1677 - John Fryer
Visit to Muscat
At Night we saw Muschat, whose vast and horrid Mountains no Shade but Heaven does hide, though they cover the City with an horrid one; reflecting thence the Heat scorching us at Sun-setting and aboard Ship; within their fiery Bosom the Pilots find secure Harbour for their weather-beaten Ships, the Water moderating the Air. The Prince of this Country is called Imaum, who is Guardian of Mahomet’s Tomb, and on whom is devolved the Right of Caliphship, according to the Ottoman Belief: Wherefore the Indian Princes of that Persuasion send every Year Rich Presents by those Vessels set out to carry Devotees to Mahomet's Tomb, which are wholly his, and at his disposal, whereby he heaps up more Wealth than accrues to him from the Income of his Barren Soil.
Sailing Westward, the City and the Castle lye open to our View ; it is much frequented by Merchants over the Deserts, and no less by those from Mocha in the Red Sea, and by the way of Grand Cairo; it vends all Drugs and Arab Steeds, and pays Gold for Indian Commodities: Here they keep safe those Ships they steal or purchase, for Wood, nor Timber growing here: They are a Fierce Treacherous People, gaining as much by Fraud as Merchandize.
The Matchless Outrages, after Faith plighted, committed in that Place by the Portugals, was not only the Occasion of their being quite beaten out thence, but of an eternal and irreconcilable Quarrel between them: For where Religion, backed with the greatest Interest, strives for the Prize, I know not whether is most concerned, to gain a Conquest, or to perpetrate Barbarities, the common Event of such a War, where to kill their Fellow-Creatures is esteemed a Service to the Creator. And thus it proved here; For while that bold Nation persisted in its Discoveries, Navigation perfecting their Geography, they began to enquire into the course of Profit, as well as their Ships way, and found that all their Inland Trade tended to this Sinus and the Red Sea; wherefore they bent themselves to be Masters of their Keys that unlocked the World's Treasures, for which Muschat is very commodious, of which becoming Possessors, had not a too hot Zeal thrust them on, they might to this day have enjoyed it with a just Commendation due to their Industry; but sacrificing to Lust and Rapin what should have been to the Glory of God and True Religion, which is Pure as well as Peaceable, they soon were driven out thence to Ormus.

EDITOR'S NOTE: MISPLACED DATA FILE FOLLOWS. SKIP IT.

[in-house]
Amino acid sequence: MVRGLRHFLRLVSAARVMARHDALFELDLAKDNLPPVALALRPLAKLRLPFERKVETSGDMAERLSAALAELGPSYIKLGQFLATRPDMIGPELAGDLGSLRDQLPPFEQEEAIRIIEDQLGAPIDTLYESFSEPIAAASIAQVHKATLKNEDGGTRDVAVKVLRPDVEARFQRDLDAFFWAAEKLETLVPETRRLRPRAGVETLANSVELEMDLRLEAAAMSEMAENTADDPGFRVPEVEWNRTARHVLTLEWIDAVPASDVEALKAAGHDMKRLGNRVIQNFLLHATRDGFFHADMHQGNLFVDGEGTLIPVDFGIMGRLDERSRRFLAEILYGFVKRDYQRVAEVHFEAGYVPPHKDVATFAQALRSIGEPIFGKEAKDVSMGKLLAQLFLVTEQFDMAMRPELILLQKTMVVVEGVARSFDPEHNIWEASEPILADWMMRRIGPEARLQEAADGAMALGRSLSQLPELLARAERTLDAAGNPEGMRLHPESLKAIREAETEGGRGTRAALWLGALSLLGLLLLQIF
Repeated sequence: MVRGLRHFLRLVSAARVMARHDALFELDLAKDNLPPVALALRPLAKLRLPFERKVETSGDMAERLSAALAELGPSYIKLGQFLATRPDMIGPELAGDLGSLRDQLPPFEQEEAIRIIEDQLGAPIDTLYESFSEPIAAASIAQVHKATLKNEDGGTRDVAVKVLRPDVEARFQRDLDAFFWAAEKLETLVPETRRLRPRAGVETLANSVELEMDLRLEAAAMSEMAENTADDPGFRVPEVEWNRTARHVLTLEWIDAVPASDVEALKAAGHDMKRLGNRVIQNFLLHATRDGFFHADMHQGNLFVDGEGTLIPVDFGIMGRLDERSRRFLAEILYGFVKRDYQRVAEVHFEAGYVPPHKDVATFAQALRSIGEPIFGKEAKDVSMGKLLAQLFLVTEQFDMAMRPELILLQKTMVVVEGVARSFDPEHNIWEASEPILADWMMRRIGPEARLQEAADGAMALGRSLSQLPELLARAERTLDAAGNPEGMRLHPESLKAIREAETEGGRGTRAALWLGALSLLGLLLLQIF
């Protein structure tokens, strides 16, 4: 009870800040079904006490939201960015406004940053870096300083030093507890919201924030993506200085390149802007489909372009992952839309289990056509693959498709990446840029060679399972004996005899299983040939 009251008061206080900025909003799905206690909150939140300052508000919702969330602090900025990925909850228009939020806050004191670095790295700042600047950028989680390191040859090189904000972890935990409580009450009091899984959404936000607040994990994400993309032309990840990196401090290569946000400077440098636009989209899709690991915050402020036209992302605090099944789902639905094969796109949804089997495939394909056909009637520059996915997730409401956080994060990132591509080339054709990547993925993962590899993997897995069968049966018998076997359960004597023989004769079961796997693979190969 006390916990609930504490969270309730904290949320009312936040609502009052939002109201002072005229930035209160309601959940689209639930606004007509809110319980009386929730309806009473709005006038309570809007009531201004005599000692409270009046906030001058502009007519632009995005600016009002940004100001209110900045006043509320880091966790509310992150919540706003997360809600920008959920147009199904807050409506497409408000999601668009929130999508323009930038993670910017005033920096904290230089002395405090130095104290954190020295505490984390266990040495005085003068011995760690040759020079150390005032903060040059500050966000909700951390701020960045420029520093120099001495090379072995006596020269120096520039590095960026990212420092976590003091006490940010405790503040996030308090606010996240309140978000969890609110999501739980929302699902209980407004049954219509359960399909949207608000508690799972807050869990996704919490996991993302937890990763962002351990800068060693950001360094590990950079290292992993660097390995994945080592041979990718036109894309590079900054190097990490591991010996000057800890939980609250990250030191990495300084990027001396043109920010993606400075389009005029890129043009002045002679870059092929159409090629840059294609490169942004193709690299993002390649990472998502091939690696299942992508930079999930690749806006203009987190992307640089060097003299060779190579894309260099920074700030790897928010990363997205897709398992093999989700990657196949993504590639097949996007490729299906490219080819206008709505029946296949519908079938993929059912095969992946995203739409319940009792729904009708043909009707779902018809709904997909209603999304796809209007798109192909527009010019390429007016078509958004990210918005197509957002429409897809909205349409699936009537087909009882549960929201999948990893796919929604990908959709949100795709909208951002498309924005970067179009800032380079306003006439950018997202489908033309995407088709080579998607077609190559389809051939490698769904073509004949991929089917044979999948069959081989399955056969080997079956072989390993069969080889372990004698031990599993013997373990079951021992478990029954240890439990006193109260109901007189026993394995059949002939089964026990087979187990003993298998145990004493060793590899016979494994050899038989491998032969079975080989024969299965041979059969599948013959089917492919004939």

A new Account of East India and Persia: Being Nine Years Travels, 1672-1682
London 1909-15; Vol. 2